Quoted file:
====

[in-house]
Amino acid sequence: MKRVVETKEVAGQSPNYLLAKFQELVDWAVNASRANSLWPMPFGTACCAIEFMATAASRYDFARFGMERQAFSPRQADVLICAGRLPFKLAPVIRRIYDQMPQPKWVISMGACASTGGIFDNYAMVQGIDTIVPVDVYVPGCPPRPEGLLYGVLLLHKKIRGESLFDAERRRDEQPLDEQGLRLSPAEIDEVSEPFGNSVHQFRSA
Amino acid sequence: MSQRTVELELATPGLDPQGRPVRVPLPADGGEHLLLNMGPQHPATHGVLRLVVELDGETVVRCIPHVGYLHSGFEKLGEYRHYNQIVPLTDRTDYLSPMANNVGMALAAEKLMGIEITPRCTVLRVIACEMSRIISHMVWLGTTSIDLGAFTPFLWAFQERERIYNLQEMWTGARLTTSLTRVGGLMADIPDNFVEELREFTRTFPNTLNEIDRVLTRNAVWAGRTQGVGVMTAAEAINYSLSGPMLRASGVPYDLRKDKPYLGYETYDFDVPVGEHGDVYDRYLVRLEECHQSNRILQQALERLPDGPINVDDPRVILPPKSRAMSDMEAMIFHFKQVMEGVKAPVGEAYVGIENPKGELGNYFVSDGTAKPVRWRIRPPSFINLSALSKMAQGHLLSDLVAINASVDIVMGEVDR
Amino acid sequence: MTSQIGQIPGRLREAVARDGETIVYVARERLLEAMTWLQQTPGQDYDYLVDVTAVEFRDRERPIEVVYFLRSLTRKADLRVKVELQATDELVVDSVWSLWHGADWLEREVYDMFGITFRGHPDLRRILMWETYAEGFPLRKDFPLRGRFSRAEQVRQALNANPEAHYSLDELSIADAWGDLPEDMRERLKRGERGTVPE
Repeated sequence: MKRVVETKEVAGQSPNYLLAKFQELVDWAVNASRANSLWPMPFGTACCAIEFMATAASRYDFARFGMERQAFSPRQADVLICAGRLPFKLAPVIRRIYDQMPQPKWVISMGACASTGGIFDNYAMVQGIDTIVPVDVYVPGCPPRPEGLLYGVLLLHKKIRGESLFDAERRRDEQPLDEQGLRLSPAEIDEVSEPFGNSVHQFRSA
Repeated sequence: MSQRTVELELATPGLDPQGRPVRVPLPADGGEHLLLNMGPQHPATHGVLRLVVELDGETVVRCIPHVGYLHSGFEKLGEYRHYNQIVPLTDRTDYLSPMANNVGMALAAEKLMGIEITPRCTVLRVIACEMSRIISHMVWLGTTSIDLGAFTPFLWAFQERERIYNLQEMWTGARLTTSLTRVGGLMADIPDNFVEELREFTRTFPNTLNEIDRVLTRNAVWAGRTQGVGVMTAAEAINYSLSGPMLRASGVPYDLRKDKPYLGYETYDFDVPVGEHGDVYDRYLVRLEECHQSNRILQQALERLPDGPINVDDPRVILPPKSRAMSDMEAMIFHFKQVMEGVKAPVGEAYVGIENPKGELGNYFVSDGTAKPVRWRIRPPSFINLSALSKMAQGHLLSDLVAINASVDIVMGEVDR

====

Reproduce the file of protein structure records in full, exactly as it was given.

[in-house]
Amino acid sequence: MKRVVETKEVAGQSPNYLLAKFQELVDWAVNASRANSLWPMPFGTACCAIEFMATAASRYDFARFGMERQAFSPRQADVLICAGRLPFKLAPVIRRIYDQMPQPKWVISMGACASTGGIFDNYAMVQGIDTIVPVDVYVPGCPPRPEGLLYGVLLLHKKIRGESLFDAERRRDEQPLDEQGLRLSPAEIDEVSEPFGNSVHQFRSA
Amino acid sequence: MSQRTVELELATPGLDPQGRPVRVPLPADGGEHLLLNMGPQHPATHGVLRLVVELDGETVVRCIPHVGYLHSGFEKLGEYRHYNQIVPLTDRTDYLSPMANNVGMALAAEKLMGIEITPRCTVLRVIACEMSRIISHMVWLGTTSIDLGAFTPFLWAFQERERIYNLQEMWTGARLTTSLTRVGGLMADIPDNFVEELREFTRTFPNTLNEIDRVLTRNAVWAGRTQGVGVMTAAEAINYSLSGPMLRASGVPYDLRKDKPYLGYETYDFDVPVGEHGDVYDRYLVRLEECHQSNRILQQALERLPDGPINVDDPRVILPPKSRAMSDMEAMIFHFKQVMEGVKAPVGEAYVGIENPKGELGNYFVSDGTAKPVRWRIRPPSFINLSALSKMAQGHLLSDLVAINASVDIVMGEVDR
Amino acid sequence: MTSQIGQIPGRLREAVARDGETIVYVARERLLEAMTWLQQTPGQDYDYLVDVTAVEFRDRERPIEVVYFLRSLTRKADLRVKVELQATDELVVDSVWSLWHGADWLEREVYDMFGITFRGHPDLRRILMWETYAEGFPLRKDFPLRGRFSRAEQVRQALNANPEAHYSLDELSIADAWGDLPEDMRERLKRGERGTVPE
Repeated sequence: MKRVVETKEVAGQSPNYLLAKFQELVDWAVNASRANSLWPMPFGTACCAIEFMATAASRYDFARFGMERQAFSPRQADVLICAGRLPFKLAPVIRRIYDQMPQPKWVISMGACASTGGIFDNYAMVQGIDTIVPVDVYVPGCPPRPEGLLYGVLLLHKKIRGESLFDAERRRDEQPLDEQGLRLSPAEIDEVSEPFGNSVHQFRSA
Repeated sequence: MSQRTVELELATPGLDPQGRPVRVPLPADGGEHLLLNMGPQHPATHGVLRLVVELDGETVVRCIPHVGYLHSGFEKLGEYRHYNQIVPLTDRTDYLSPMANNVGMALAAEKLMGIEITPRCTVLRVIACEMSRIISHMVWLGTTSIDLGAFTPFLWAFQERERIYNLQEMWTGARLTTSLTRVGGLMADIPDNFVEELREFTRTFPNTLNEIDRVLTRNAVWAGRTQGVGVMTAAEAINYSLSGPMLRASGVPYDLRKDKPYLGYETYDFDVPVGEHGDVYDRYLVRLEECHQSNRILQQALERLPDGPINVDDPRVILPPKSRAMSDMEAMIFHFKQVMEGVKAPVGEAYVGIENPKGELGNYFVSDGTAKPVRWRIRPPSFINLSALSKMAQGHLLSDLVAINASVDIVMGEVDR